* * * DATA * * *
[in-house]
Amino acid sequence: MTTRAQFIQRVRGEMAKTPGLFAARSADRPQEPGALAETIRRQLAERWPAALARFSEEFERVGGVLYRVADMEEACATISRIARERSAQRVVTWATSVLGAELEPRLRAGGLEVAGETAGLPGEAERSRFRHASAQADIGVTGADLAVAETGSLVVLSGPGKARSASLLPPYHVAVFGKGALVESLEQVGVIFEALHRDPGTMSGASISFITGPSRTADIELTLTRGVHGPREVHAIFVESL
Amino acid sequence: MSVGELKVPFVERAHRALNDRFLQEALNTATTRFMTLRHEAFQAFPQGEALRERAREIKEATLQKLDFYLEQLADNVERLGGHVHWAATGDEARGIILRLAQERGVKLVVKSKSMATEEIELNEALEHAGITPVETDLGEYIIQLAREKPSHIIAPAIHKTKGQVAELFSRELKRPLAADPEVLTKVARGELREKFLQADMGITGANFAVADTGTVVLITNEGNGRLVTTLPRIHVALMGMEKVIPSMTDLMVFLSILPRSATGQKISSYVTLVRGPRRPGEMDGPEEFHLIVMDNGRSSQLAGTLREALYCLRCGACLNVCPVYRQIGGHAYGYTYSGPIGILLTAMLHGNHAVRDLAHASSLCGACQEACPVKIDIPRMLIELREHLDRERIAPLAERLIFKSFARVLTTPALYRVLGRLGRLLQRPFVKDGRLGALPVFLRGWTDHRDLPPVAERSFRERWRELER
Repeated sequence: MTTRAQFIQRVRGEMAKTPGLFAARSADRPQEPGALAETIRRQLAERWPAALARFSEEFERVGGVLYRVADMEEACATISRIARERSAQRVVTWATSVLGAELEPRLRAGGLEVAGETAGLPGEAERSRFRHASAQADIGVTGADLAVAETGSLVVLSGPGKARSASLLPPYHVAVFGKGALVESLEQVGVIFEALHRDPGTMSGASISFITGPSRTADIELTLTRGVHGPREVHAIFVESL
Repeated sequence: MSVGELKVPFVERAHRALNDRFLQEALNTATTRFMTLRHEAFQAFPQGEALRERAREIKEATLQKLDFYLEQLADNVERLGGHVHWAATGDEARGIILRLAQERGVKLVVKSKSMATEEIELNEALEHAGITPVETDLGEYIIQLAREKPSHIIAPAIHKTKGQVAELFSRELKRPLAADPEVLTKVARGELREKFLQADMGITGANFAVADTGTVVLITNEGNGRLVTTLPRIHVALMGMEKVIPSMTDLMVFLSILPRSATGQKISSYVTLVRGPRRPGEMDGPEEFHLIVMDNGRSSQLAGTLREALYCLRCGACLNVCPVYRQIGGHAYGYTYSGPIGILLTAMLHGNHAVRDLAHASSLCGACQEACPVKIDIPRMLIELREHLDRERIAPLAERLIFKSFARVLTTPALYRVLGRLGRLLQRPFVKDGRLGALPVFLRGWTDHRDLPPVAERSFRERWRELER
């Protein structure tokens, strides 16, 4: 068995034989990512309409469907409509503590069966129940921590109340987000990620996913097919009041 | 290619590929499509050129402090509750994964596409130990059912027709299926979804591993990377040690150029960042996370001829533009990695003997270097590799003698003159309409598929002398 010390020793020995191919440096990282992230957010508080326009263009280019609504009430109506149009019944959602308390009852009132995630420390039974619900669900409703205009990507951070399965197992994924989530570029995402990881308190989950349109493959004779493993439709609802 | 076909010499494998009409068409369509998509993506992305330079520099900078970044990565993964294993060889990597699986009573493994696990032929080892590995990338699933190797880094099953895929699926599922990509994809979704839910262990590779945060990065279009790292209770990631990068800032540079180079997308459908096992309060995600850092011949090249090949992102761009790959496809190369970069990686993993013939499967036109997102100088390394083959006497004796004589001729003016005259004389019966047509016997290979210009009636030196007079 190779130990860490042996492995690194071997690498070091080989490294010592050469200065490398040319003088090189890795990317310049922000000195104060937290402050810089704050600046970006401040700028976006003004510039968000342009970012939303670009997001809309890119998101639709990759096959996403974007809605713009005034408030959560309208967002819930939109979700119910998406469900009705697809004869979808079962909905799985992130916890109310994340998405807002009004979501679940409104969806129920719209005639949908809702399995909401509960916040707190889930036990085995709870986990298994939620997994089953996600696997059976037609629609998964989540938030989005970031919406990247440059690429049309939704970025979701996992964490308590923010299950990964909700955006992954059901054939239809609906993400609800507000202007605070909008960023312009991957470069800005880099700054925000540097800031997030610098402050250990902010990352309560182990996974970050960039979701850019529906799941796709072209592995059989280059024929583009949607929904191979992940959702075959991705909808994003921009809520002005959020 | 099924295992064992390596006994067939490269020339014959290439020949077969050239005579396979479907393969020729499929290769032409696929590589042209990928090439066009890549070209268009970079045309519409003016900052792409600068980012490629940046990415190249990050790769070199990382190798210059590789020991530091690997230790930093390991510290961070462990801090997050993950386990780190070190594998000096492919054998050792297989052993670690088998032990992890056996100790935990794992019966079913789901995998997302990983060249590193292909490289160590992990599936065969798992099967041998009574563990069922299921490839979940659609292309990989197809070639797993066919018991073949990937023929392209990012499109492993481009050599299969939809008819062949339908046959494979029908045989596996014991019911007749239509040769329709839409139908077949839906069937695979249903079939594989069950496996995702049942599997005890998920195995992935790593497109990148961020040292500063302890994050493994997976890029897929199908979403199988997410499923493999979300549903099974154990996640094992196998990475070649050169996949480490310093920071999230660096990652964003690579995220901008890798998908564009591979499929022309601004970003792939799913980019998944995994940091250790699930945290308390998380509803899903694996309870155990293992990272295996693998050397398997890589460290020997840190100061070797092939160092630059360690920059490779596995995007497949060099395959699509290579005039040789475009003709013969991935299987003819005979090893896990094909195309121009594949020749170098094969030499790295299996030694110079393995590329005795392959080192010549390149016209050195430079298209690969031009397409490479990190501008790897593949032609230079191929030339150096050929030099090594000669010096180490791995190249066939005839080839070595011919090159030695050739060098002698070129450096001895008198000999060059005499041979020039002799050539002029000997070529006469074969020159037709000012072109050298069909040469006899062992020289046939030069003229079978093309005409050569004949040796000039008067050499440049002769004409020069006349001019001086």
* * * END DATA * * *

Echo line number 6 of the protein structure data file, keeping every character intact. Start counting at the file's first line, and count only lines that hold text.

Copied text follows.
């Protein structure tokens, strides 16, 4: 068995034989990512309409469907409509503590069966129940921590109340987000990620996913097919009041 | 290619590929499509050129402090509750994964596409130990059912027709299926979804591993990377040690150029960042996370001829533009990695003997270097590799003698003159309409598929002398 010390020793020995191919440096990282992230957010508080326009263009280019609504009430109506149009019944959602308390009852009132995630420390039974619900669900409703205009990507951070399965197992994924989530570029995402990881308190989950349109493959004779493993439709609802 | 076909010499494998009409068409369509998509993506992305330079520099900078970044990565993964294993060889990597699986009573493994696990032929080892590995990338699933190797880094099953895929699926599922990509994809979704839910262990590779945060990065279009790292209770990631990068800032540079180079997308459908096992309060995600850092011949090249090949992102761009790959496809190369970069990686993993013939499967036109997102100088390394083959006497004796004589001729003016005259004389019966047509016997290979210009009636030196007079 190779130990860490042996492995690194071997690498070091080989490294010592050469200065490398040319003088090189890795990317310049922000000195104060937290402050810089704050600046970006401040700028976006003004510039968000342009970012939303670009997001809309890119998101639709990759096959996403974007809605713009005034408030959560309208967002819930939109979700119910998406469900009705697809004869979808079962909905799985992130916890109310994340998405807002009004979501679940409104969806129920719209005639949908809702399995909401509960916040707190889930036990085995709870986990298994939620997994089953996600696997059976037609629609998964989540938030989005970031919406990247440059690429049309939704970025979701996992964490308590923010299950990964909700955006992954059901054939239809609906993400609800507000202007605070909008960023312009991957470069800005880099700054925000540097800031997030610098402050250990902010990352309560182990996974970050960039979701850019529906799941796709072209592995059989280059024929583009949607929904191979992940959702075959991705909808994003921009809520002005959020 | 099924295992064992390596006994067939490269020339014959290439020949077969050239005579396979479907393969020729499929290769032409696929590589042209990928090439066009890549070209268009970079045309519409003016900052792409600068980012490629940046990415190249990050790769070199990382190798210059590789020991530091690997230790930093390991510290961070462990801090997050993950386990780190070190594998000096492919054998050792297989052993670690088998032990992890056996100790935990794992019966079913789901995998997302990983060249590193292909490289160590992990599936065969798992099967041998009574563990069922299921490839979940659609292309990989197809070639797993066919018991073949990937023929392209990012499109492993481009050599299969939809008819062949339908046959494979029908045989596996014991019911007749239509040769329709839409139908077949839906069937695979249903079939594989069950496996995702049942599997005890998920195995992935790593497109990148961020040292500063302890994050493994997976890029897929199908979403199988997410499923493999979300549903099974154990996640094992196998990475070649050169996949480490310093920071999230660096990652964003690579995220901008890798998908564009591979499929022309601004970003792939799913980019998944995994940091250790699930945290308390998380509803899903694996309870155990293992990272295996693998050397398997890589460290020997840190100061070797092939160092630059360690920059490779596995995007497949060099395959699509290579005039040789475009003709013969991935299987003819005979090893896990094909195309121009594949020749170098094969030499790295299996030694110079393995590329005795392959080192010549390149016209050195430079298209690969031009397409490479990190501008790897593949032609230079191929030339150096050929030099090594000669010096180490791995190249066939005839080839070595011919090159030695050739060098002698070129450096001895008198000999060059005499041979020039002799050539002029000997070529006469074969020159037709000012072109050298069909040469006899062992020289046939030069003229079978093309005409050569004949040796000039008067050499440049002769004409020069006349001019001086």